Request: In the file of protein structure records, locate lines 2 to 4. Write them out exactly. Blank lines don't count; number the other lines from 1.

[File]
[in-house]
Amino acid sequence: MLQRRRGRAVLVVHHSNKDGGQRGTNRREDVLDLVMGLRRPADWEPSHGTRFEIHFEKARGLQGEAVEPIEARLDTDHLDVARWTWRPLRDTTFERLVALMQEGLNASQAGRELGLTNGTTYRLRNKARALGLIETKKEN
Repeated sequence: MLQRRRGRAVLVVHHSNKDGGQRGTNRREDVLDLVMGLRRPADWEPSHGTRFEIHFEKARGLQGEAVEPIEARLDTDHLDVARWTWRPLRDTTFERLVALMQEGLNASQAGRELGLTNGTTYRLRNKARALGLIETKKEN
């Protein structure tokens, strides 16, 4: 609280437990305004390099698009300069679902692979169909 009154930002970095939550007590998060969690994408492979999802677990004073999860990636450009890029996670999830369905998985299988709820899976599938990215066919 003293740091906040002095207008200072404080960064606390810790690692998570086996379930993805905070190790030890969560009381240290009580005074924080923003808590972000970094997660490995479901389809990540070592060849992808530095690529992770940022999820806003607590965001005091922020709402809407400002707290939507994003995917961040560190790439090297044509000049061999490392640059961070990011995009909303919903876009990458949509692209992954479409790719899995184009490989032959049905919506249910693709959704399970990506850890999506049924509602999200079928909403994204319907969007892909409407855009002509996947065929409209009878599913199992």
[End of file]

Amino acid sequence: MLQRRRGRAVLVVHHSNKDGGQRGTNRREDVLDLVMGLRRPADWEPSHGTRFEIHFEKARGLQGEAVEPIEARLDTDHLDVARWTWRPLRDTTFERLVALMQEGLNASQAGRELGLTNGTTYRLRNKARALGLIETKKEN
Repeated sequence: MLQRRRGRAVLVVHHSNKDGGQRGTNRREDVLDLVMGLRRPADWEPSHGTRFEIHFEKARGLQGEAVEPIEARLDTDHLDVARWTWRPLRDTTFERLVALMQEGLNASQAGRELGLTNGTTYRLRNKARALGLIETKKEN
């Protein structure tokens, strides 16, 4: 609280437990305004390099698009300069679902692979169909 009154930002970095939550007590998060969690994408492979999802677990004073999860990636450009890029996670999830369905998985299988709820899976599938990215066919 003293740091906040002095207008200072404080960064606390810790690692998570086996379930993805905070190790030890969560009381240290009580005074924080923003808590972000970094997660490995479901389809990540070592060849992808530095690529992770940022999820806003607590965001005091922020709402809407400002707290939507994003995917961040560190790439090297044509000049061999490392640059961070990011995009909303919903876009990458949509692209992954479409790719899995184009490989032959049905919506249910693709959704399970990506850890999506049924509602999200079928909403994204319907969007892909409407855009002509996947065929409209009878599913199992």